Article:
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Home Tips to Develop Brain Muscles:  “Just Do It!”

Posted by Terry Cross on Oct 2, 2018 7:00:00 AM

Kids learn differently.  That much is certain. Educators are divided on the use of the term “learning styles,” but any good teacher worth his/her salt employs a slew of techniques to make information stick—reading, highlighting, chants, games, flashcards, and the like.

But what can a parent do at home?

While most people need plenty of repetition before a fact moves from the intake phase to memory, researchers propose that repeating things using a variety of strategies rather than strictly rote repetition causes things to stick faster and more completely.

help kids develop thinking skills

Is there a way to stimulate your child’s brain to be fertile ground for learning?

The answer is yes.

Most children get smarter by doing—practicing, imitating, and acting (not acting up).  To remember specific academic subject matter, it’s best for students to take it a little bit every day.  Review strategies for school subjects include:

1)  Create hand gestures with memorization verses.

2)  Make up silly songs.

3)  Recite while running in place or jumping rope.

4)  Record notes, then re-play to hear them again and again.

5)  Learn the art of highlighting notes.  When it’s time to study for a test, those parts will catch the eye.

6)  Talk it up at the dinner table or in the car.

7)  Get a study buddy and “play school.”  It is a statistical fact that teaching is the #1 way to learn, understand, and retain a concept.  So grabbing a partner and taking turns teaching the material is the very best way!

Non-academic ways to strengthen mental capacity

First and foremost, limit screen time.  Watching television is a passive activity which “dumbs a brain down” by eliminating mental work.  Conversely, interactive screen time—even educational games—puts brains in an adrenaline rush which speeds heart rates, and over time, even reduces brain development.  Alarming? It should be!

stimulate mental capacity

Victoria L. Dunckley M.D in “Psychology Today” wrote, “As a practitioner, I observe that many of the children I see suffer from sensory overload, lack of restorative sleep, and a hyper-aroused nervous system, regardless of diagnosis—what I call electronic screen syndrome. These children are impulsive, moody, and can’t pay attention.”  

She goes on to quote significant research, which suggests, “Impaired cognitive functioning: Imaging studies have found less efficient information processing and reduced impulse inhibition (Dong & Devito 2013), increased sensitivity to rewards and insensitivity to loss (Dong & Devito 2013), and abnormal spontaneous brain activity associated with poor task performance (Yuan 2011). To read more on this, refer to the book Reset Your Child’s Brain.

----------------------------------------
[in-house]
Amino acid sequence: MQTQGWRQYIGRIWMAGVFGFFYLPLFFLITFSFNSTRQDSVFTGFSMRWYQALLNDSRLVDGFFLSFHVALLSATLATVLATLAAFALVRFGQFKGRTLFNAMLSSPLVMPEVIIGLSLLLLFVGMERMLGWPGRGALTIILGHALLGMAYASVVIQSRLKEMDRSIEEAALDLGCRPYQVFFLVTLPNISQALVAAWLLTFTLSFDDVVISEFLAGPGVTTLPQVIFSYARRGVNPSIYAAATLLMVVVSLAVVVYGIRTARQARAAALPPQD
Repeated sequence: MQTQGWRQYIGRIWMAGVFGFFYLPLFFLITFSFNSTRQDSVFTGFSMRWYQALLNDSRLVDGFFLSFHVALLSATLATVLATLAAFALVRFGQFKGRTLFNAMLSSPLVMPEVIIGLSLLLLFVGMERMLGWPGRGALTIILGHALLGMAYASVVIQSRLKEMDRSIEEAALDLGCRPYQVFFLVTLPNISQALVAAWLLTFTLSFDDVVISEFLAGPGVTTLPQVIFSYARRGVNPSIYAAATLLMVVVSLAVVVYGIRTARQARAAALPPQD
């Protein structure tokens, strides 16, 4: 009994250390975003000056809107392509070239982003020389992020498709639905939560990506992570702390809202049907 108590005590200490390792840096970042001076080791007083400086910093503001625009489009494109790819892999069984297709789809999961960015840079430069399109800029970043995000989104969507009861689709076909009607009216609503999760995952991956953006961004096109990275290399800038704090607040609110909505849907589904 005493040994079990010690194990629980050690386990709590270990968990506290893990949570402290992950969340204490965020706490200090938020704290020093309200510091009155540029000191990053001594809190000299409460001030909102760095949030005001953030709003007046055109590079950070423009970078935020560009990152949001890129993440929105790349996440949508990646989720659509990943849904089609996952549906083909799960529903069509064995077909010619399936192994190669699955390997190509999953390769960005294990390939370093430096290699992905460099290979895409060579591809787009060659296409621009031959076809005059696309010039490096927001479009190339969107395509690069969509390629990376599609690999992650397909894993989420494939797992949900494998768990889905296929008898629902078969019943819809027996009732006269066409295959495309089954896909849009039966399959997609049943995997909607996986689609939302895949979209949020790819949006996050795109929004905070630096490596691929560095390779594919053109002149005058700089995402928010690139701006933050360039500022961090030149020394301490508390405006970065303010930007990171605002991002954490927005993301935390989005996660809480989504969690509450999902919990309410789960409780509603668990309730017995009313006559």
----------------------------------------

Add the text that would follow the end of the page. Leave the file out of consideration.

Therefore, it’s crucial to limit video and limit screen timecomputer games.  

You may want to confiscate all electronics and phones by 7 p.m. to ensure compliance.  It’s better to let your children be bored and be forced to create their own entertainment.  Most children can’t sit still for long so “blank time” becomes creative time quickly: forts, secret codes, sword fights, hopscotch, pogo sticks, scooters, inside nerf basketball, skating—play, play, play!

1. Stuck in a waiting room?  Play “I Spy” or look at Where’s Waldo?  These train observation skills.  It also slows eyes down and develops perseverance.

2. Shop together and have them compute the better deal on an item.  Let them estimate the grocery bill before the checkout. Come home and cook together from a recipe to practice with measurements.  

Children playing with a puzzle instead of video game3. Get a paperback from the grocery store to enjoy crossword puzzles, brain teasers, and sudoku which build language arts, logic or math skills.  Again, the physical touch of a book works better than doing puzzles on a screen. The brain to hand connection is honed as well as fine motor skills.

4. Listen to books on tape.  This increases the ability to visualize which is critical to reading comprehension.  This visualization cannot be over-emphasized. Children need to engage their imaginations in order to develop certain brain areas.

5. Family responsibilities can increase.  Because many learn by doing, they should be trained to do.  Also since children tend to have short “lasting” power (attention span and perseverance), they need to be responsible for chores that require “stick-to-itiveness:”  washing and vacuuming the car, dusting and vacuuming, polishing silver, picking up sticks and pine cones and then, if old enough, mowing the yard.

These tasks develop stamina or “grit” which, according to Angela Lee Duckworth, a former teacher who is now a psychologist, is the difference between success and failure. {Read more at http://www.illumeably.com/success-vs-failure/}

Some children grow out of the hyper-kinesthetic “learning style.”  Others don’t. It’s OK that some go off to college with their pogo sticks and flashcards!  No matter how they learn their school subjects, your continued efforts at home will cultivate fertile ground for learning to take place.

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Topics: Health, Academics, technology, Early Education, Parenting